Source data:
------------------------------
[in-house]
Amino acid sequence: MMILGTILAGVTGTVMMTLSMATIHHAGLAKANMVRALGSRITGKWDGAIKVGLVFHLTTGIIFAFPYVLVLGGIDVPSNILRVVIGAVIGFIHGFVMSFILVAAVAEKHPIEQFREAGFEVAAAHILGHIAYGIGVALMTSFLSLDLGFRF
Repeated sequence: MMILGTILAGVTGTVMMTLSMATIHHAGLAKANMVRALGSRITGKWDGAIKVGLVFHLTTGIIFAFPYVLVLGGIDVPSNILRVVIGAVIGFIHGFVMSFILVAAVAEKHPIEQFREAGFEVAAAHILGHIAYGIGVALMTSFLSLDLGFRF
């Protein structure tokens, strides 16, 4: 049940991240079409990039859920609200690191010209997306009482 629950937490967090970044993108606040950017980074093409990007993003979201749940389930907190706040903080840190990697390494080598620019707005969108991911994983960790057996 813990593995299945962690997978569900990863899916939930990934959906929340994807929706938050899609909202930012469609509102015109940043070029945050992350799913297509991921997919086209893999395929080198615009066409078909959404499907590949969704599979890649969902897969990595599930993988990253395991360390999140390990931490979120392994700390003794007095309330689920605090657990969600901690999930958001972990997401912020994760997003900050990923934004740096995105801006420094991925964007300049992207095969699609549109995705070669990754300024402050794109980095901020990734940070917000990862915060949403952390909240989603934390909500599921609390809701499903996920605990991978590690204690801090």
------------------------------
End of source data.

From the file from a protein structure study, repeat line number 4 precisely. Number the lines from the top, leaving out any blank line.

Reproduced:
């Protein structure tokens, strides 16, 4: 049940991240079409990039859920609200690191010209997306009482 629950937490967090970044993108606040950017980074093409990007993003979201749940389930907190706040903080840190990697390494080598620019707005969108991911994983960790057996 813990593995299945962690997978569900990863899916939930990934959906929340994807929706938050899609909202930012469609509102015109940043070029945050992350799913297509991921997919086209893999395929080198615009066409078909959404499907590949969704599979890649969902897969990595599930993988990253395991360390999140390990931490979120392994700390003794007095309330689920605090657990969600901690999930958001972990997401912020994760997003900050990923934004740096995105801006420094991925964007300049992207095969699609549109995705070669990754300024402050794109980095901020990734940070917000990862915060949403952390909240989603934390909500599921609390809701499903996920605990991978590690204690801090």